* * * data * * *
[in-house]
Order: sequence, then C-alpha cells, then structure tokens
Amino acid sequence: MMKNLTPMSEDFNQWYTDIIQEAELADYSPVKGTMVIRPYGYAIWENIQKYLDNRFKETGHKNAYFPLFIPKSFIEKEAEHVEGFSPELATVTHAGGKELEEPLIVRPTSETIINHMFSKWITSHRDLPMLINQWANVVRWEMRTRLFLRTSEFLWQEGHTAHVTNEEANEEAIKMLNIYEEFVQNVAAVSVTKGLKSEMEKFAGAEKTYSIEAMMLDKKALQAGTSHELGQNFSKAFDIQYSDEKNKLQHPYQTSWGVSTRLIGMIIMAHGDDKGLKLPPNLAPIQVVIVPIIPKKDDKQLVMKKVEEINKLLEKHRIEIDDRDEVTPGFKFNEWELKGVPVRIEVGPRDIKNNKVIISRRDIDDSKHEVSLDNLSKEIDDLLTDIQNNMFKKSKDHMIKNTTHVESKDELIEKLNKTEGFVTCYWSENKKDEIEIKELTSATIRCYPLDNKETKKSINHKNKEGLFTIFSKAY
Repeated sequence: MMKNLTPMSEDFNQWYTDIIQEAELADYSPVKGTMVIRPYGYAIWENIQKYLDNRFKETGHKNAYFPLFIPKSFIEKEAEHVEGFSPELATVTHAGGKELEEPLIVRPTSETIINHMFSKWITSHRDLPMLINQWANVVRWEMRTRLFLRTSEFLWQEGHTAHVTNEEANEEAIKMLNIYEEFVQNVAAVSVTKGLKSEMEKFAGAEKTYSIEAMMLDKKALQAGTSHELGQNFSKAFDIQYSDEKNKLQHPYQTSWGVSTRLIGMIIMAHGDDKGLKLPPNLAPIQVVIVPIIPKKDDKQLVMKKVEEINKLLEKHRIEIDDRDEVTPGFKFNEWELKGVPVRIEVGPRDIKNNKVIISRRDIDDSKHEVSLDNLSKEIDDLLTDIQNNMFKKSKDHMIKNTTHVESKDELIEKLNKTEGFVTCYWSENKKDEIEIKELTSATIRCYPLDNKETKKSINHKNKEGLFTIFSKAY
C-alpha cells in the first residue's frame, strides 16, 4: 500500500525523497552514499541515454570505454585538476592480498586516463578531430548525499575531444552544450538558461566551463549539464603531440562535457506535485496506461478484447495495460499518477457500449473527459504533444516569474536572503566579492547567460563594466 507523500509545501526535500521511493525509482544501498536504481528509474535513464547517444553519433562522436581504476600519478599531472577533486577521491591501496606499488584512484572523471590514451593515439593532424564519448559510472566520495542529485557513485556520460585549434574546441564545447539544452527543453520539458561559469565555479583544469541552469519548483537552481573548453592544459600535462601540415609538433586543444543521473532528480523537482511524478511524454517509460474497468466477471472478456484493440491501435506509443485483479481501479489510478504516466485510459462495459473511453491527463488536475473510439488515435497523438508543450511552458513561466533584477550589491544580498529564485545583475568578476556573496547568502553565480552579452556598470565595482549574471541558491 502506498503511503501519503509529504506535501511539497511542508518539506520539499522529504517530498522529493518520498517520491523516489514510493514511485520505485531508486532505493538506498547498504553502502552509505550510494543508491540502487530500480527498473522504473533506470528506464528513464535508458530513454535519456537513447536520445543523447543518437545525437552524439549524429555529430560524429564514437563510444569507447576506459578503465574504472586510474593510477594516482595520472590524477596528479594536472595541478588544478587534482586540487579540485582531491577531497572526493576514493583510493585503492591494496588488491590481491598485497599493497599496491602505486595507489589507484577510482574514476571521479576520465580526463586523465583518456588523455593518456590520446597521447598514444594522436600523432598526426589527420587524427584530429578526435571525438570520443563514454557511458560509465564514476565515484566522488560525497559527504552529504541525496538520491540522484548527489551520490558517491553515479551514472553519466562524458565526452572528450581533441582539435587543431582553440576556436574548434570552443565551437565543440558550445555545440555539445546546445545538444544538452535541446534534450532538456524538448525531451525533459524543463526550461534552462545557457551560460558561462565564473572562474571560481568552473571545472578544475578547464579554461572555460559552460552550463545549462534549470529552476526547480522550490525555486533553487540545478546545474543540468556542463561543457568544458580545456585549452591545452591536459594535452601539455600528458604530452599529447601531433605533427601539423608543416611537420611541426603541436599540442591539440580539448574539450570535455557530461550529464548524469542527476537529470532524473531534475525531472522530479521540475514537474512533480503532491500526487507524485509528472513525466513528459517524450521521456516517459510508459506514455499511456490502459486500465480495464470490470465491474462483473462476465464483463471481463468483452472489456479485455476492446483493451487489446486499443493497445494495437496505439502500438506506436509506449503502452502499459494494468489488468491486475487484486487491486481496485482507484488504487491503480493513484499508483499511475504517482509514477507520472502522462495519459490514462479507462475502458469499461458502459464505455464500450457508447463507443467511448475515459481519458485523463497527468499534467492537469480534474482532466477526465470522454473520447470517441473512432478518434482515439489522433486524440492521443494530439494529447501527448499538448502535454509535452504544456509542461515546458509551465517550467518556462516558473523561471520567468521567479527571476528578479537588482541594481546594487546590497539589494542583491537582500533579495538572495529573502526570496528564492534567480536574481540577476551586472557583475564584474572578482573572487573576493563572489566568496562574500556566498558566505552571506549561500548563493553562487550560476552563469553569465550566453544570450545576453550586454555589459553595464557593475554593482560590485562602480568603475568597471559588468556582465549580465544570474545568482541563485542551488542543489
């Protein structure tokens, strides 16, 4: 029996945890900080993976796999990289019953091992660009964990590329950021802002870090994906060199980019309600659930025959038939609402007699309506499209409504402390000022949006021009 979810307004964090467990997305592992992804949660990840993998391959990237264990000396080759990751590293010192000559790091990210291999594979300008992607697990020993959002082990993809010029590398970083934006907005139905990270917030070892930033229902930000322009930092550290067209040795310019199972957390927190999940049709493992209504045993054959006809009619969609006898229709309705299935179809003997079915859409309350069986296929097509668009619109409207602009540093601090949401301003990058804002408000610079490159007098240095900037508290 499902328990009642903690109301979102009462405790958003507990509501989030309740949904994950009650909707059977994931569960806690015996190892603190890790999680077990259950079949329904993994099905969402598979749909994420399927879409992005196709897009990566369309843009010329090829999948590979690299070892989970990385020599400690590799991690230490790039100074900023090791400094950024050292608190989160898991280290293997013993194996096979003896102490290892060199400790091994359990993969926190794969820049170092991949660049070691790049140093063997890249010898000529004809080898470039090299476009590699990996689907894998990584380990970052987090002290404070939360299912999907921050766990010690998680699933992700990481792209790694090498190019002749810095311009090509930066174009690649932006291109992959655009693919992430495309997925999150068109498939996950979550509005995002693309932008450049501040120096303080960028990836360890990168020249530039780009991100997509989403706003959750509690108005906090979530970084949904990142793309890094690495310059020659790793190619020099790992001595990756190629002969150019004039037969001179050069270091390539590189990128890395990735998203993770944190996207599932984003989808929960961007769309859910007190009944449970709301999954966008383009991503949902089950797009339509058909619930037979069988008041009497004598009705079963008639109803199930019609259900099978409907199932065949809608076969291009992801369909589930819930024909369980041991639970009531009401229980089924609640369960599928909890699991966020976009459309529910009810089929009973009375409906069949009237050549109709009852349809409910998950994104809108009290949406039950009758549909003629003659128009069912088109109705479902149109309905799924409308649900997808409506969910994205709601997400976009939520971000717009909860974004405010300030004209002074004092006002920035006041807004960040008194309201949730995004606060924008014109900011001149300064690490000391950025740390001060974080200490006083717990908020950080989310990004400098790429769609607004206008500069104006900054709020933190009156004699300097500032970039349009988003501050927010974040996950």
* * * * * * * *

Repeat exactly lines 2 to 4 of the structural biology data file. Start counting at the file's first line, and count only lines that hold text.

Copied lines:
Order: sequence, then C-alpha cells, then structure tokens
Amino acid sequence: MMKNLTPMSEDFNQWYTDIIQEAELADYSPVKGTMVIRPYGYAIWENIQKYLDNRFKETGHKNAYFPLFIPKSFIEKEAEHVEGFSPELATVTHAGGKELEEPLIVRPTSETIINHMFSKWITSHRDLPMLINQWANVVRWEMRTRLFLRTSEFLWQEGHTAHVTNEEANEEAIKMLNIYEEFVQNVAAVSVTKGLKSEMEKFAGAEKTYSIEAMMLDKKALQAGTSHELGQNFSKAFDIQYSDEKNKLQHPYQTSWGVSTRLIGMIIMAHGDDKGLKLPPNLAPIQVVIVPIIPKKDDKQLVMKKVEEINKLLEKHRIEIDDRDEVTPGFKFNEWELKGVPVRIEVGPRDIKNNKVIISRRDIDDSKHEVSLDNLSKEIDDLLTDIQNNMFKKSKDHMIKNTTHVESKDELIEKLNKTEGFVTCYWSENKKDEIEIKELTSATIRCYPLDNKETKKSINHKNKEGLFTIFSKAY
Repeated sequence: MMKNLTPMSEDFNQWYTDIIQEAELADYSPVKGTMVIRPYGYAIWENIQKYLDNRFKETGHKNAYFPLFIPKSFIEKEAEHVEGFSPELATVTHAGGKELEEPLIVRPTSETIINHMFSKWITSHRDLPMLINQWANVVRWEMRTRLFLRTSEFLWQEGHTAHVTNEEANEEAIKMLNIYEEFVQNVAAVSVTKGLKSEMEKFAGAEKTYSIEAMMLDKKALQAGTSHELGQNFSKAFDIQYSDEKNKLQHPYQTSWGVSTRLIGMIIMAHGDDKGLKLPPNLAPIQVVIVPIIPKKDDKQLVMKKVEEINKLLEKHRIEIDDRDEVTPGFKFNEWELKGVPVRIEVGPRDIKNNKVIISRRDIDDSKHEVSLDNLSKEIDDLLTDIQNNMFKKSKDHMIKNTTHVESKDELIEKLNKTEGFVTCYWSENKKDEIEIKELTSATIRCYPLDNKETKKSINHKNKEGLFTIFSKAY